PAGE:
Friday, August 16, 2013

Monitoring Temperatures Using a Raspberry Pi and a MCP3208 ADC with Thermistors



After my Raspbery Pi Internet LED Control project, I wanted to try reading sensors from my room on to the internet. The only sensors I had around were thermistors, a type of resistor that changes resistance based on the temperature. 




Thermistors are analog sensors, and the Raspberry Pi does not have an analog-to-digital converters (ADC) built in. An external ADC is needed to measure analog sensors. Most tutorials use the MCP3008 chip for this, but I had the MCP3208, which is just an MCP3008 with higher resolution. I found a great tutorial to measure temperature using the MCP3008 with a more modern temperature sensor. 

MCP3208 and thermistor connected

Pinout 

MCP 3208 Pin          Pi GPIO Pin #    Pi Pin Name
==============        ===============  =============
 16  VDD                 1              3.3 V
 15  VREF                1              3.3 V
 14  AGND                6              GND
 13  CLK                23              GPIO11 SPI0_SCLK
 12  DOUT               21              GPIO09 SPI0_MISO
 11  DIN                19              GPIO10 SPI0_MOSI
 10  CS                 24              GPIO08 CE0
  9  DGND                6              GND
Pinout to connect Pi to MCP3208 

The tutorial code works fine for modern sensors, but I had to adjust it to work with a thermistor. I needed to be able to calculate the resistance of the thermistor using the ADC, so I created a voltage divider with the 1K ohm thermistor and a 1K ohm resistor. 


Voltage divider circuit. I'm using the photoresistor symbol for the thermistor 

This circuit allows me to read the voltage and calculate resistance of the thermistor, and is simple to implement in python.


Python code to read thermistor

Unfortunately the reason no one sane uses thermistors anymore is because they have a non-linear relation between temperature and resistance. This means to calculate temperatures from resistance a lookup table has to be used for maximum accuracy. However, there are equations that are close enough for me. I used the Steinhart Hart Equation: Temp = 1/(a + b[ln(ohm)] + c[ln(ohm)]^3) . To complicate it further, I had no idea who made the thermistors I was using, only that they read 1K ohms at 25 degrees celsius. Luckily I found an online thermistor calculator that calculated the values for me. I discovered by comparing values from the calculator to a thermometer in my room that the best curve for my thermistors was curve R (-6.2%/C @ 25C) Mil Ratio X.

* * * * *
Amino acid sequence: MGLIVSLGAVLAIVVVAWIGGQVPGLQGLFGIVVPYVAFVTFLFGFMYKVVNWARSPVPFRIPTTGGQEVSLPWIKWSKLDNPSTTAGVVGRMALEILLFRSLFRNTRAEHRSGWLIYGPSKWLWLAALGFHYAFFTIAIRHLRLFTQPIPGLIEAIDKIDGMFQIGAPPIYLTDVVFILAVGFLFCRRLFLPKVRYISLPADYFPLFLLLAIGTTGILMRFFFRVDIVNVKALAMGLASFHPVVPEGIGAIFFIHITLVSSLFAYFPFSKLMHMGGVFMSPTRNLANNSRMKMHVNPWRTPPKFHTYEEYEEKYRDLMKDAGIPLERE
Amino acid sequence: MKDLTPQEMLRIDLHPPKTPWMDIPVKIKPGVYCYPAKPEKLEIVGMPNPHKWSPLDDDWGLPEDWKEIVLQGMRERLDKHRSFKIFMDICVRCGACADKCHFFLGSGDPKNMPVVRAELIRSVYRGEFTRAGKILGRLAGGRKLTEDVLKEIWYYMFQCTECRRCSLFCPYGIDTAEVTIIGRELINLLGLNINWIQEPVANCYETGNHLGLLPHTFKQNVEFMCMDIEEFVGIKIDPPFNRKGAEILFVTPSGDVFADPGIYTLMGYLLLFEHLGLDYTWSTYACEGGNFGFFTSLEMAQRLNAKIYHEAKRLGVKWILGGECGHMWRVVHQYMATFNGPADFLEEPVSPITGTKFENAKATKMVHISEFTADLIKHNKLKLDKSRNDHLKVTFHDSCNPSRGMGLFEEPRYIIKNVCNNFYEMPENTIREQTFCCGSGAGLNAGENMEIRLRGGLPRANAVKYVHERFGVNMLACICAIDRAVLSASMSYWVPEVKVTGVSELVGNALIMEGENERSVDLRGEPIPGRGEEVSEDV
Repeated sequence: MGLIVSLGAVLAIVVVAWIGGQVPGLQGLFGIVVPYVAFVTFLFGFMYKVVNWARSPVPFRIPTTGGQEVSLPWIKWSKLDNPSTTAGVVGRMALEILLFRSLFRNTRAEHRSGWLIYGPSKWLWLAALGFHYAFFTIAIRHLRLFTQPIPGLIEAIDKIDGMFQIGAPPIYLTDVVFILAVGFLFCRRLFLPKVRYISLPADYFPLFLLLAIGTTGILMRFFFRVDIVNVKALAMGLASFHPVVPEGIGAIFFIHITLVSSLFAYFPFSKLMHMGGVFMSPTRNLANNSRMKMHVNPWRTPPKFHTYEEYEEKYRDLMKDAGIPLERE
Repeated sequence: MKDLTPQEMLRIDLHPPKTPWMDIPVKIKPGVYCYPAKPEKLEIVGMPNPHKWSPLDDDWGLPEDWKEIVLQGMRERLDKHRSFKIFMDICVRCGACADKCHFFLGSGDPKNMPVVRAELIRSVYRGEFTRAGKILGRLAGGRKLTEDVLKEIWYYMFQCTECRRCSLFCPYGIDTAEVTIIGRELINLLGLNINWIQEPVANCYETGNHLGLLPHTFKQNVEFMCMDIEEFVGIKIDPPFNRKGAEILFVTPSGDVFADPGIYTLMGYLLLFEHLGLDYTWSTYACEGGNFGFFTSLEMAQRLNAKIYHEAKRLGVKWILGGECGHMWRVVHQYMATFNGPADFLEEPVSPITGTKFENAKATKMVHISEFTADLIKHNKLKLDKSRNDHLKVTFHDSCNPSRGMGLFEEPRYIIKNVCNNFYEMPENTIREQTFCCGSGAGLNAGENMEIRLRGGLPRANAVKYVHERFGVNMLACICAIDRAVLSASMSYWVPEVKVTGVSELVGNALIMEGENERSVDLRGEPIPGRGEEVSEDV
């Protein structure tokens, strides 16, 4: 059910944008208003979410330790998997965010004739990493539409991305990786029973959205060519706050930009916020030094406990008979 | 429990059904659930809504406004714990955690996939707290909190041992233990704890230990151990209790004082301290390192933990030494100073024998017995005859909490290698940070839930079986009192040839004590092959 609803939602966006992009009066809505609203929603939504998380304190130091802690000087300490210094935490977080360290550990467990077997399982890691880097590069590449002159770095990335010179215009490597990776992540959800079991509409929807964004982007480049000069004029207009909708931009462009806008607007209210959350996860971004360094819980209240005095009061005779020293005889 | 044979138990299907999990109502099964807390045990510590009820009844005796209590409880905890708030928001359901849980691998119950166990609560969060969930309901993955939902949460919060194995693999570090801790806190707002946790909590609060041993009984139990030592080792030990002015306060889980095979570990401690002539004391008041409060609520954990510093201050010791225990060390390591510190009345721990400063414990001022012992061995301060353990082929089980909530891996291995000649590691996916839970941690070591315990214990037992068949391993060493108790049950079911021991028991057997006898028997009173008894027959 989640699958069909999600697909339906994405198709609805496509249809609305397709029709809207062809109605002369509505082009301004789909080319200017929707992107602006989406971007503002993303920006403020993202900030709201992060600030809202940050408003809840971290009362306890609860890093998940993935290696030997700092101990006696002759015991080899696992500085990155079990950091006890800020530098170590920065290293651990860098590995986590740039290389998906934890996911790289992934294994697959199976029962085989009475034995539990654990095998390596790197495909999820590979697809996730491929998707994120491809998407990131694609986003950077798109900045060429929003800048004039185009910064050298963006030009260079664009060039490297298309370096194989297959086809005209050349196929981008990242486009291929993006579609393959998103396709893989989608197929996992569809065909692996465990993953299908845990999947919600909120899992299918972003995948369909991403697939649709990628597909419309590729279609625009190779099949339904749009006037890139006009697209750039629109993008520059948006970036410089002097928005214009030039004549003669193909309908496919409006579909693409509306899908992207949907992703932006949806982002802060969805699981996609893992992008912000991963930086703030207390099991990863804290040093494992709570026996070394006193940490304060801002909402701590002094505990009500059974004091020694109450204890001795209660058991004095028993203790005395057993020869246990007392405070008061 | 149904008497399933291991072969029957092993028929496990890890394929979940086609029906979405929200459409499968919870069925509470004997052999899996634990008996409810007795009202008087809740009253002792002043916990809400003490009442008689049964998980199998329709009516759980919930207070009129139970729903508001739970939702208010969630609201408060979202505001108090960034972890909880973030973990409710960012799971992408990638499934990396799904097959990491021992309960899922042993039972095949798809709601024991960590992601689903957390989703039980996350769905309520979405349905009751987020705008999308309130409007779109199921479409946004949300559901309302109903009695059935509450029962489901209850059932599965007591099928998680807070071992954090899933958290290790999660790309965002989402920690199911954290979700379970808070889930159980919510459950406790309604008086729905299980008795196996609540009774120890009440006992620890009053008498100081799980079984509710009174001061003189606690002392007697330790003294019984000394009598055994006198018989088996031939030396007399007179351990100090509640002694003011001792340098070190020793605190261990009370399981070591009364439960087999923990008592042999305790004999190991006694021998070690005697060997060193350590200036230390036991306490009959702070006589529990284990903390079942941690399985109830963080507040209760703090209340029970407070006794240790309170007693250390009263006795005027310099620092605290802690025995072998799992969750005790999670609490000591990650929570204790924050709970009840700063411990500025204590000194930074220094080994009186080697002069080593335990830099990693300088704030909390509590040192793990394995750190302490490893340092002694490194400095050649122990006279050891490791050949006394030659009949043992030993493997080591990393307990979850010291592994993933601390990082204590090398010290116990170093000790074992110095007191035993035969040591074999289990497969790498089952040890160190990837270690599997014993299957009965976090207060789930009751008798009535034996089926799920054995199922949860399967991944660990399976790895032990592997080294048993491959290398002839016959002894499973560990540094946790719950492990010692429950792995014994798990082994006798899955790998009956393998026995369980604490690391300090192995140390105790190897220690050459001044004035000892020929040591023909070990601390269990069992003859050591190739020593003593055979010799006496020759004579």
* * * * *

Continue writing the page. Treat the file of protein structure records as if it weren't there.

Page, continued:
Python function to get °C from thermistor


I created a function in python: temp_get().  When provided with the value of a pin on the MCP3208, this function calculates and returns the temperature in °C. 

One problem I encountered was python rounding part of the calculation up to 0. The third part of the equation (c[ln(ohm)]^3) was rounded up to 0 instead of the actual value. This threw off all my readings, but I was able to compensate by subtracting 4 from the final value. 

Then I created a loop to take temperature readings once a minute and save them in a file, which I can then import to google drive and make a nice graph from.

Recorded room temperature over one hour. Interactive version here

Although this room temperature graph is a cool proof of concept, it's not very exciting or even useful. I added code to record the time of the recording and built a second sensor to go outside. 

Thermistor attached to cable and soldered in

I picked out a fairly long cable from my parts pile and added a thermistor at the end, then covered it in heat shrink tubing. I measured the resistance in the cable to be 0.1 ohm, not high enough to mess with my readings. 

Heat shrinked sensor

Then I took the sensor and placed it under my window so it could read from outside.

Outdoor sensor in place

I was worried about my window crushing the cable, but it still worked fine. It's not a long-term solution though. The sensor cable is connected to another voltage divider on digital channel 1.

Terminal output of the program


Then I modified the code to record both sensors and the time from strftime in the log file. 

Recorded outside and inside temperatures over 12.2 hours. Interactive version here

This graph is more exciting, you can see the exact time that the temperature outside gets cooler than the temperature inside. My next goal was to log the temperatures for an entire day.

Recorded outside and inside temperatures on August 3rd. Interactive version here

The August 3rd graph is much more interesting, but it has a few anomalies. In the morning around 2:30 the temperature goes up and then goes back down again. This was probably caused by the sprinkler systems outside my window. 

More obviously, the huge temperature spike in the morning. No, it does not reach 40°C when the sun rises only to drop to 28 °C a few hours later. This huge spike is caused by the sun hitting the sensor directly and warming it up beyond the actual temperature. 

To verify my theories about the analmonies I recorded another day of temperatures. 

Comparison of recorded temperatures on August 3rd and August 5th. Interactive version here

When the two graphs are compared, it is easy to see that the 2:30 anomaly is gone, but the sun anomaly is still present.